According to the present invention, energy generated when inserting a cartridge into a reader device of a microfluidic biosensor device, such as a portable and/or handheld microfluidic biosensor device is stored in an energy storage means and released to provide energy to several energy consuming units of the biosensor device. When inserting the cartridge, a user typically generates a force in the value of about 1 to IO N. According to an embodiment of the invention, this force is coupled to a reservoir filled with a compressible fluid, which is compressed and thus a hydrostatic pressure is built up. Depending on the area, i.e. the cross-section of the compressing channel which typically is in the order of 1 mm2, a pressure of up to about 10 bar can be achieved, which is sufficient for a large number of applications. When the energy is stored in a torsion spring, the angular deflection α is given by

36O n D P R a =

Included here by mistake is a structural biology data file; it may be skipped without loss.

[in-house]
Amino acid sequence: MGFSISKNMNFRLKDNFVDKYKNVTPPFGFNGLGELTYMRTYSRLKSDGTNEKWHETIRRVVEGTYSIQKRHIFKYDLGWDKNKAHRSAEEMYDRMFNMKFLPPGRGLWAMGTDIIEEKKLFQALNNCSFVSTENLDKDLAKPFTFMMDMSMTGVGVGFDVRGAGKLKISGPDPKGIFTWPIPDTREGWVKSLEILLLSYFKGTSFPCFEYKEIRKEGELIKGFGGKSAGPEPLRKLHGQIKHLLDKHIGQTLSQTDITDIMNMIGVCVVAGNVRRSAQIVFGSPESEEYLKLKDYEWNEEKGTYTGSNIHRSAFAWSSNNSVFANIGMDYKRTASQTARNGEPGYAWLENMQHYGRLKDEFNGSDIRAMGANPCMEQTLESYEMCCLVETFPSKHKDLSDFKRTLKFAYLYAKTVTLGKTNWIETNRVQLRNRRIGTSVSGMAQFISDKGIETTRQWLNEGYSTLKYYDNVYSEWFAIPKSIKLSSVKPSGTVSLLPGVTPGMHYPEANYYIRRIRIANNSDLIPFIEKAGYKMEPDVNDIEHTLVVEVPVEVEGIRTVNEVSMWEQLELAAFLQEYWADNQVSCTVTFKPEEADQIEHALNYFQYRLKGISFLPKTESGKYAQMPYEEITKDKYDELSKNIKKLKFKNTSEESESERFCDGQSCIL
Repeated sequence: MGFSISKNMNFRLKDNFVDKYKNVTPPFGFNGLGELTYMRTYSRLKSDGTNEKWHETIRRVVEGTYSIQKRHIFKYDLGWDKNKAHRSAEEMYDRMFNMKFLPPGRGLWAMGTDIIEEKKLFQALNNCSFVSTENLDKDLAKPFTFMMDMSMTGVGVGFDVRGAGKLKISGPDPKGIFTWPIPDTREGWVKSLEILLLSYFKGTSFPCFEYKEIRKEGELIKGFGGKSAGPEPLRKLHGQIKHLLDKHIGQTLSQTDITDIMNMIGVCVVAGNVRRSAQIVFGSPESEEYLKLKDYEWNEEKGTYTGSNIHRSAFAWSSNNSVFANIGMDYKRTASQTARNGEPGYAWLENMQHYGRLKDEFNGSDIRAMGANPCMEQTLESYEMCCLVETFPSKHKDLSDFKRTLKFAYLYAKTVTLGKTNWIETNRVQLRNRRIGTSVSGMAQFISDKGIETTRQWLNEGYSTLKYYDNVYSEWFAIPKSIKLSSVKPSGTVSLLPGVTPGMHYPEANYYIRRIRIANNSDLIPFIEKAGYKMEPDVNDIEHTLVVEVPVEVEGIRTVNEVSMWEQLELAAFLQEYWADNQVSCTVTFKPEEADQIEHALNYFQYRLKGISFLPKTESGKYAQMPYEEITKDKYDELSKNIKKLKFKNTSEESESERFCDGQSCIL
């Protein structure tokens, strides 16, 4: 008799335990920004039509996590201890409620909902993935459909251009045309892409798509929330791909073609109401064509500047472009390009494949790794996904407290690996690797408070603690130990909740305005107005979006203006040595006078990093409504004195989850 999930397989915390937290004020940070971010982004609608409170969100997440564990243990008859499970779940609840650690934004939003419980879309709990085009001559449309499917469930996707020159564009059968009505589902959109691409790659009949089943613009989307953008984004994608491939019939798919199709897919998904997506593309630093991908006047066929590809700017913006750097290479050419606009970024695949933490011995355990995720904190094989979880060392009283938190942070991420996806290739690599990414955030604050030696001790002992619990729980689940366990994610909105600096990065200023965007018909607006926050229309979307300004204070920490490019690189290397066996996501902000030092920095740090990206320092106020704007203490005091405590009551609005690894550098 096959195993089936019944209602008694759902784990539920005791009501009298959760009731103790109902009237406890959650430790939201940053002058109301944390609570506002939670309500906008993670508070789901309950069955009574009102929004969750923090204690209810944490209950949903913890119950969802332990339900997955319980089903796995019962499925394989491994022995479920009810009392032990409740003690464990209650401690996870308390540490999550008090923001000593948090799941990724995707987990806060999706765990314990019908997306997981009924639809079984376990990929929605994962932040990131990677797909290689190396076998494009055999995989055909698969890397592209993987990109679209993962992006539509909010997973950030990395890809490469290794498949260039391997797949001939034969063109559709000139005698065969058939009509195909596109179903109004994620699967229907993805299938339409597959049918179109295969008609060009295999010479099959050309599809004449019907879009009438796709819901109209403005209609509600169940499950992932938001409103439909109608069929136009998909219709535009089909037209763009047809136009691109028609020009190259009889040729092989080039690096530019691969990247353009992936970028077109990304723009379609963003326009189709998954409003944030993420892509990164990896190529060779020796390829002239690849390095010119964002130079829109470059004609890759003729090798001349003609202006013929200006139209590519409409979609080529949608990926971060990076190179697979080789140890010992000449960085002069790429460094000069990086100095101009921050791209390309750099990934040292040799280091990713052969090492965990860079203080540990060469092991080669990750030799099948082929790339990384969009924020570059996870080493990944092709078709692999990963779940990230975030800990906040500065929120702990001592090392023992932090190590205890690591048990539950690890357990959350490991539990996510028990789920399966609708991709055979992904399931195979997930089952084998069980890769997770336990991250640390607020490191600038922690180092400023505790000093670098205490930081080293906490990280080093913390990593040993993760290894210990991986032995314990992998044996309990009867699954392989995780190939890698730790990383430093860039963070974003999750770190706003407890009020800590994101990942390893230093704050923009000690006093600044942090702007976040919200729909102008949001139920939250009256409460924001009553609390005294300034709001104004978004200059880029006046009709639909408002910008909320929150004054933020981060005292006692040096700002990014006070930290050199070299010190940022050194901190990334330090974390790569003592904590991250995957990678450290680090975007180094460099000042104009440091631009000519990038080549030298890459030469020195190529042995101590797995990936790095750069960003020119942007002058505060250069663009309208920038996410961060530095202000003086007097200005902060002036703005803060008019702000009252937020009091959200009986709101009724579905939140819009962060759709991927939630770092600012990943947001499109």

E - d4 where n is the number of windings, D is the mean spring diameter, P is the spring load, R is the distance between the axis of the spring and the point at which load P is applied (in kg force), E is the Young's modulus of the spring material (kg force/mm2), and d is the wire diameter of the spring material. Assuming a steel spring (Young's modulus E of 210,000 N/mm2) with 2 coil windings, a spring diameter of 2 mm, needed force P=O.012 N, a distance R of 10 mm, and a wire diameter d of 0.12 mm, gives a realistic angular deflection of 40°. So during loading of the cartridge this torsion spring is loaded such that it can later on command release its energy e.g. to actuate valves or to drive the fluid flow. A preferred embodiment of a microfluidic biosensor device according to the invention is schematically shown in the Figure. A cartridge 1 is inserted into a reader device 2. The cartridge comprises an energy storage reservoir 3 which is filled with a compressible fluid, for example a gas. When the cartridge 1 is inserted into the reader 2, a pin 4 mounted to the reader 2 is pushing a movable piston 5 deeper into the cartridge 1 and is thereby reducing the volume of the compressible fluid in the reservoir 3, thereby increasing the pressure (or vice versa). In this way, energy is stored in the fluid. In a preferred embodiment, the piston may be arranged in the channel 6 in a way that only a movement of the piston 5 in one direction, namely in the direction, indicated by arrows in the Figure, is possible. This may be realized by using a barbed hook. The cartridge 1 has preferably electric and mechanical connections to the reader 2 after insertion. The reader unit and/or the cartridge containing the energy storage means may comprise a CPU and software to control the energy release means for a proper operation thereof.